Early afternoon we went to Atlantic Grill,1341 Third Ave.-212-988-9200 for a late lunch and our last NYC meal. I had wonderful jumbo lump crab cakes and a glass of white wine. The meal ended with sliced fresh pear. I believe Atlantic grill is part of a chain operation but it is well run and the food delicious.
A stop at an upper East side grocery to pick up Mallomars, why you can't get them in Cincinnati, I'll never understand, and a cab to LGA took us to our 5 PM flight.
Our daughter, son-in-law and granddaughter picked us up and we went to the Montgomery Inn in Northern KY. I should have gone without dinner, to try to begin to shed the extra 5 lbs from the week, but oh no I had my usual Bombay and then shared Beef ribs, sweet potato, onion straws and Saratoga Chip, for which the Montgomery Inn is justly famous.
Home to unpack and rehash( no pun) memories of a wonderful week.

Sunday, April 13, 2008


On we go. Now to Friday, our last full day in the city.
In the morning, after a light breakfast, which had been the routine all week, we walked to the Neue Gallery to see the Gustave Klint show and a wonderful display of German and Austrian late 19th and early 20th Century Jewelery. Both exhibitions were amazing and landmark expressions of the period art.
Then by bus, we rode down 5th Avenue to meet a group for lunch at the Oyster Bar at Grand Central Station. This lower level, large, mass producing seafood house retains its quality, selection and service. It's hard to improve on the Oyster Bar-212-490-6650, as a setting for a big city seafood house. There were eight of us and we had made a reservation, a good idea if you are as few as two. Singles and couples can eat at a counter but it is hit and miss.
I had a Lump Crab Meat cocktail, a plate of delicious fried Oysters, Cole slaw and crackers. Our table had a wide variety of dishes all prepared as ordered and served hot from the kitchen.
After lunch we walked through the new food market at Grand Central and then down to the Morgan Library and Museum. We viewed too different shows, one wonderful camera portraites and the other drawings from the time of Michelangelo.
Then is was off to the Macy's flower show and the subway back uptown. After cleaning up we departed again, by subway for the theatre district.
We had a 6 PM reservation at Scarlatto, 250 West 47th St.-212-730-4535. The restaurant, as one might guess from the name, is Italian and reasonably priced for that area of Manhattan. Marilyn had Dover Sole, surprisingly priced at $24 for a good size portion, well prepared and tasty. After my Bombay I shared a Spinach Salad and had Linguine with fresh clams(Vongole). The three of us shared a chocolate Souffle and the women had their usual decaffeinated coffee.
Our total check, including a glass of wine and salad and entree for our guest, came to less than $50/person.
Scarlatto, that evening was noisy, mostly due to a table of ten who were celebrating some thing or some one, and wanted all to know. My only other comment was that I had to slow down the service as they are used to getting people in and out, especially before the curtain rises. On the whole it was quite good and I would not hesitate to return.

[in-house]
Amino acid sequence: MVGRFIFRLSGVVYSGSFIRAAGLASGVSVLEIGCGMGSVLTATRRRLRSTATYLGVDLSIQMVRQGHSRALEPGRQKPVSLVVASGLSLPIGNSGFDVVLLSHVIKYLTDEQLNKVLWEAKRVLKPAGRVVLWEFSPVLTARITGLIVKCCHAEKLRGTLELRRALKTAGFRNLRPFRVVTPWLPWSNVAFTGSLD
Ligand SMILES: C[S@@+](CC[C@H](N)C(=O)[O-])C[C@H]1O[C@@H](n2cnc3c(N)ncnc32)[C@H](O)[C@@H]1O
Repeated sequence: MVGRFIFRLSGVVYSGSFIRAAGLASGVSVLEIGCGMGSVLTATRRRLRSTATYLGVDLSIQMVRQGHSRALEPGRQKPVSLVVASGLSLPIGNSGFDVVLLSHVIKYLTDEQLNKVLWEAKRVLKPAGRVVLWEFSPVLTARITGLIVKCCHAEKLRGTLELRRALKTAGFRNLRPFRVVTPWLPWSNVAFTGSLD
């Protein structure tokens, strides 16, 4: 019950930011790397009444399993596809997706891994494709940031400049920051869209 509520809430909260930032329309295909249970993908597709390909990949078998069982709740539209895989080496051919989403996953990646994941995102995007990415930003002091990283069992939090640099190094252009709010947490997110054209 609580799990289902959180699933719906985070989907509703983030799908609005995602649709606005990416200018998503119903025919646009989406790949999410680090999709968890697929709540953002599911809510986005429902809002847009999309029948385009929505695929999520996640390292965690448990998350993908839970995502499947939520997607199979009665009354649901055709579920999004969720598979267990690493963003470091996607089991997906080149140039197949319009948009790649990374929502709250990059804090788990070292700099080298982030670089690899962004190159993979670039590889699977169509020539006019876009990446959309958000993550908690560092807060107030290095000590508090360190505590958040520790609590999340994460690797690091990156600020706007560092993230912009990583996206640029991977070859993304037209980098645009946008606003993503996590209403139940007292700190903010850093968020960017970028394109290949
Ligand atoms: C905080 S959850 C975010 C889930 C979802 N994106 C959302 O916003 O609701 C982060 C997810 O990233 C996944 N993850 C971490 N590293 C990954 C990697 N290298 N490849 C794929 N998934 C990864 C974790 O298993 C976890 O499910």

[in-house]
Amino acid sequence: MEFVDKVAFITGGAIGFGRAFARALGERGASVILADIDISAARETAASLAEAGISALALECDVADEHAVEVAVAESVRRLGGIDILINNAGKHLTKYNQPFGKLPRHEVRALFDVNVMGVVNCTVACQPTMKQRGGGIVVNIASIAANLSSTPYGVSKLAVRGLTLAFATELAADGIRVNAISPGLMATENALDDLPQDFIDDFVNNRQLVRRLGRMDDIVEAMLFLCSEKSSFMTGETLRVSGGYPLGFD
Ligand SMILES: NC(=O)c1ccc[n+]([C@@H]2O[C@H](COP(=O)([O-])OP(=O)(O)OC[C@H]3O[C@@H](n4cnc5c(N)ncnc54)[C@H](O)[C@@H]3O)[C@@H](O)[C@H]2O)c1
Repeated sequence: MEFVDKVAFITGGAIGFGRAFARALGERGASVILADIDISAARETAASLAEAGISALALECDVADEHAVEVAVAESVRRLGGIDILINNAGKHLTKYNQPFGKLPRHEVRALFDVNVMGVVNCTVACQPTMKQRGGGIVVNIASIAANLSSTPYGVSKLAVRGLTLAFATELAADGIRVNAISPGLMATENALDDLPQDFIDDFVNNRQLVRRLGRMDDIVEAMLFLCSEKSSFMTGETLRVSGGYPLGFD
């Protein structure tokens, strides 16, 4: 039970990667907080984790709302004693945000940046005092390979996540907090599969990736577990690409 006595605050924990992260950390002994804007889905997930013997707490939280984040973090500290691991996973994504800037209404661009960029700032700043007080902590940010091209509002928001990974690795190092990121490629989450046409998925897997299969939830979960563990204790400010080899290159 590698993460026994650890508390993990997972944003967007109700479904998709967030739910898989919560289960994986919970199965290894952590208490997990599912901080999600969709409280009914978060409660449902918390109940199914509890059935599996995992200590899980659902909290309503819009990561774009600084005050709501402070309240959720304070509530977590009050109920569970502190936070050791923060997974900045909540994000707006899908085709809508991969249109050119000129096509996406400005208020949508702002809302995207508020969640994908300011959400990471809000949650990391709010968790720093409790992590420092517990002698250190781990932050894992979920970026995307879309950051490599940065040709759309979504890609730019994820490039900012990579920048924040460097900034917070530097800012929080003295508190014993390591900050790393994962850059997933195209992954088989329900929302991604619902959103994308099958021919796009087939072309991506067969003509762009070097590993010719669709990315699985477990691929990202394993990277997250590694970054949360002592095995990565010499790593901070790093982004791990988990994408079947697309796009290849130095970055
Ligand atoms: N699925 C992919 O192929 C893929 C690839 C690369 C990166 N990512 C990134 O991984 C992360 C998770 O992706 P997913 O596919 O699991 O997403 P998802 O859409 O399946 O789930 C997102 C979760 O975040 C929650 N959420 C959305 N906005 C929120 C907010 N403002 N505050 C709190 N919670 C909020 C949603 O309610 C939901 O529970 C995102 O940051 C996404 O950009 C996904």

The show that evening was "Springtime Awakening" The 2007 Tony winner. It is a coming of age story written and set in 1892 Germany. I found the whole evening very interesting and enjoyable. I would guess that the, standing room only,audience was at least half 25 or younger and many were there for the second or even 3rd time.
It was then home to bed for us old folks and sleep before our last day of this week long NY adventure.


If I hadn't been so tied up on family and community matters I would have gotten the rest of the New York trip on the Blog sooner. Hope my prioritise have been correct.
Thursday, March 27 was clear and cold. Glad there was little or no precipitation, as you will see.
We left the Apartment around 10:30 AM and returned almost 12 hours later.
We took the subway to West 23rd and walk up and over to some of the glass galleries on West 26, between 10th and 11th Ave. One is an old haunt, from whom we have bought several times in the past and the other was a first time experience. In the new one we found 2 pieces of glass and a piece of Jewelery which all jumped into our check book; they all now reside in our Cincinnati apt.
For lunch we stopped at Bottino, 246 tenth ave.-212-206-6766. Several gallery personnel recommend lunch here as a neighborhood gathering spot. From the outside Bottino looks like a closed bar. Upon entering we found a fairly large pleasant space with a bar and 3 dinning rooms and friendly patrons and staff as well as an outside patio. The menu is Italian and the kitchen is staffed by Orientals, where but in NYC.
Marilyn had Lasagna while I settled for a light pear and green salad and a glass of white Italian wine. I succumbed to a piece of delicious, warm bread, NY bakers sure beat our local efforts. I knew what was ahead at dinner.
The afternoon was spent a several more galleries and two museums which were new to us. All this was in lower Manhattan and was covered by foot, good exercise. One of the Museums was The Tenement Museum and gallery. They show, continuously two films on immigration from the 1830s to the present, and the groups who lived in the tenement, in which the Museum is located.